13 INT. I
Being and Time

being [das Seiende]. The "soul" which coristitutes the being of human being discovers in its ways to be—αἲσθησις and νόησις—all beings with regard to their thatness and whatness, that is to say, always also in their being [Sein]. Thomas Aquinas discussed this statement-which refers back to Parmenides' ontological thesis—in a manner characteristic of him. Thomas is engaged in the task of deriving the "transcendentals," the characteristics of being that lie beyond every possible generic determination of a being in its material content, every modus specialis entis, and that are necessary attributes of every something, whatever it might be. For him the verum too is to be demonstrated as being such a transcendens. This is to be accomplished by appealing to a being which, in conformity with its kind of being, is suited to "come together," that is to agree with any being whatsoever. This distinctive being, the ens, quad natum est convenire cum omni ente [the being whose nature it is to meet with all other beings], is the soul (anima).7 The priority of "Dasein" over and above all other beings, which emerges here without being ontologically clarified, obviously has nothing in common with a vapid subjectivizing of the totality of beings.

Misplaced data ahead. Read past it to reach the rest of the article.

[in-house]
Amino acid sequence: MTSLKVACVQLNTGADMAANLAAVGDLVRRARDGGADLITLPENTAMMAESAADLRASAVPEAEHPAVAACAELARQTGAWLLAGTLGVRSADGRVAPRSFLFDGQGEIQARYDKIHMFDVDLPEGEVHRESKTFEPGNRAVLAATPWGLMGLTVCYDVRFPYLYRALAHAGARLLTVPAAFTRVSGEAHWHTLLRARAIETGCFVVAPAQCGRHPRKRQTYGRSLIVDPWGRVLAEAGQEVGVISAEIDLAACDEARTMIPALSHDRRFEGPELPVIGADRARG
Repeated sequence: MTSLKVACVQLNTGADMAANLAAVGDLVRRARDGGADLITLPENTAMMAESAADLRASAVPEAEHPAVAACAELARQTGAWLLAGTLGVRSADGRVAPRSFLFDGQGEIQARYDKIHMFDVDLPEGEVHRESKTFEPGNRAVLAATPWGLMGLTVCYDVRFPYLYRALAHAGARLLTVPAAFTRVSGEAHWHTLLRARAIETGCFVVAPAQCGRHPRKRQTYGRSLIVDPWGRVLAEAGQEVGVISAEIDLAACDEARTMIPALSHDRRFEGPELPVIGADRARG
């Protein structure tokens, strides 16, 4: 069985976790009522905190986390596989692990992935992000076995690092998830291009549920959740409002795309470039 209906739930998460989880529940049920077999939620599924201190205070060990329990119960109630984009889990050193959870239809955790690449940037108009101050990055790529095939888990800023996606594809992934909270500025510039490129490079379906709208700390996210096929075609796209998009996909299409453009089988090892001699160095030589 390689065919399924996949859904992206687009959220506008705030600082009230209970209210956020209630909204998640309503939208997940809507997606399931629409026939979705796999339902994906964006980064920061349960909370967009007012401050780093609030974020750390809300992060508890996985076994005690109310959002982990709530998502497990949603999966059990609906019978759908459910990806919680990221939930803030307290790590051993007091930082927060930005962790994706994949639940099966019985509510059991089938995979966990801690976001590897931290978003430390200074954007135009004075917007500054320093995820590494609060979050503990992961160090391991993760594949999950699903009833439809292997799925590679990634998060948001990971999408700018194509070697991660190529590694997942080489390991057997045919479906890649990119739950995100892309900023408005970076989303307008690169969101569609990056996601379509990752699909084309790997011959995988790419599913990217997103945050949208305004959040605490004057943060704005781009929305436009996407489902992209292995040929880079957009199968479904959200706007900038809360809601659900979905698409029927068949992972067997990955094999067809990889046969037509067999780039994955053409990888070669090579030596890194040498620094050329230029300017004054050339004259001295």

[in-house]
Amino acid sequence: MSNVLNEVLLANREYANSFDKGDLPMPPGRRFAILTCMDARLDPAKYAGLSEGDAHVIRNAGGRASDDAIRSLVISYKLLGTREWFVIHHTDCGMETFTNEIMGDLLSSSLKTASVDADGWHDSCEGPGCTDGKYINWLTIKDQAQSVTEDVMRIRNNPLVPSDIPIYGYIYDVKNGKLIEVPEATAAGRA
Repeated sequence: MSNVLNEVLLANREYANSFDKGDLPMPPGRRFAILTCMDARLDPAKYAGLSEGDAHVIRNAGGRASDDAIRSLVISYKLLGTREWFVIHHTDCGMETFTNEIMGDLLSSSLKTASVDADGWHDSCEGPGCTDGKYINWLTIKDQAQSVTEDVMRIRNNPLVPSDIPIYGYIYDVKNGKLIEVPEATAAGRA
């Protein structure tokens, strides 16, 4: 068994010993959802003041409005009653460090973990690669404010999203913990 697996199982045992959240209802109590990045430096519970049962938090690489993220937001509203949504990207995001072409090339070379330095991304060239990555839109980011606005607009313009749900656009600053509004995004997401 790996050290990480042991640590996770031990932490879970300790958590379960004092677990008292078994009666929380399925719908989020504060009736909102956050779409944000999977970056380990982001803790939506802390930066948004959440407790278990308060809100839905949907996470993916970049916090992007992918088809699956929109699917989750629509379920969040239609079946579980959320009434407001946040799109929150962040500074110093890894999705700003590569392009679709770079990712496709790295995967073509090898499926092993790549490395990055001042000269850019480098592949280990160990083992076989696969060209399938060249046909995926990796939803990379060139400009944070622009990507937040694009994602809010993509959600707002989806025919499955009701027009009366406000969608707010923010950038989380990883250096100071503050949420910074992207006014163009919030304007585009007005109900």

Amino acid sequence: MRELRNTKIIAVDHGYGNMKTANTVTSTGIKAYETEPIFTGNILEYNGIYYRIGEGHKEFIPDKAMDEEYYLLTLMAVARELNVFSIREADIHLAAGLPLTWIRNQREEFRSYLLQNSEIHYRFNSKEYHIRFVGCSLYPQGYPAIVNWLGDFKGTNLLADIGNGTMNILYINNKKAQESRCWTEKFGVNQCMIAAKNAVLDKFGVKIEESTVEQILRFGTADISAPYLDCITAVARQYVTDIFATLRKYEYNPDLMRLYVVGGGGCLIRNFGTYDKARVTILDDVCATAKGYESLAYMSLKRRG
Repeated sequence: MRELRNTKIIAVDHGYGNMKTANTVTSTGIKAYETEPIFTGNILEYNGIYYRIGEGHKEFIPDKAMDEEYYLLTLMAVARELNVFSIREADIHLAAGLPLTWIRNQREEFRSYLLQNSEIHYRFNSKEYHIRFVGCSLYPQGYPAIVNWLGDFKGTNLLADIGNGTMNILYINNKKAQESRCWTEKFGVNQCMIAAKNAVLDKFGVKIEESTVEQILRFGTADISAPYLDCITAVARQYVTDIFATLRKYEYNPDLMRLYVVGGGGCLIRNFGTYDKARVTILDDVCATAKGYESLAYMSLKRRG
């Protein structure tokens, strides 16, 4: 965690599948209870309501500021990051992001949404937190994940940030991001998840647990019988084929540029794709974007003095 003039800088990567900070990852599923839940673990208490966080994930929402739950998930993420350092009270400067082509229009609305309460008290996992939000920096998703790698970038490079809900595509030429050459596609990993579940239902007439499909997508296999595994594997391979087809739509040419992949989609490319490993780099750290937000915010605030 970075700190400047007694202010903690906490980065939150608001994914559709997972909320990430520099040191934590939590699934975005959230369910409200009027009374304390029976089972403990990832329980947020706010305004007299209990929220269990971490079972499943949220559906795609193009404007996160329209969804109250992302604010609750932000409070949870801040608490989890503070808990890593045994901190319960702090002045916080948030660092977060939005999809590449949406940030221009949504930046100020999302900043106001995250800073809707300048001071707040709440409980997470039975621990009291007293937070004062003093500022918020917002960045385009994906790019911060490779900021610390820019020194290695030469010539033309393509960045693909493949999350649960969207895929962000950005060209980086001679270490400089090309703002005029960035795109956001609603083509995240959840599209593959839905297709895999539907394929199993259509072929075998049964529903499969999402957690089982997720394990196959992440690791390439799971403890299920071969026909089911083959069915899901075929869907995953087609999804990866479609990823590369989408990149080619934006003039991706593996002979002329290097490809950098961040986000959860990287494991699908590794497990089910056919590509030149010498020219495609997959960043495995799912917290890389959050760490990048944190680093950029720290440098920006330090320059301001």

The demonstration of the ontic-ontological distinctiveness of the question of being is grounded in the preliminary indication of the ontic-ontological priority of Dasein. But the analysis of the structure of the question of being as such (§ 2) came up against the distinctive function of this being within the formulation of that very question. Dasein revealed itself to be that being which must first be elaborated in a sufficiently ontological manner if the inquiry is to become transparent. But now it has become evident that the ontological analysis of Dasein in general constitutes fundamental ontology, that Dasein consequently functions as the being that is to be interrogated fundamentally in advance with respect to its being.

If the interpretation of the meaning of being is to become a task, Dasein is not only the primary being to be interrogated; in addition to [15] that it is the being that always already in its being is related to what is sought in this question. But then the question of being is nothing else than the radicalization of an essential tendency of being that belongs to Dasein itself, namely, of the pre-ontological understanding of being.

7. Quaestiones de veritate, qu. 1, a. le; cf. the occasionally stricter exposition, which deviates from what was cited, of a "deduction" of the transcendentals in the brief work De natura generis.

Martin Heidegger (GA 2) Being & Time (S&S)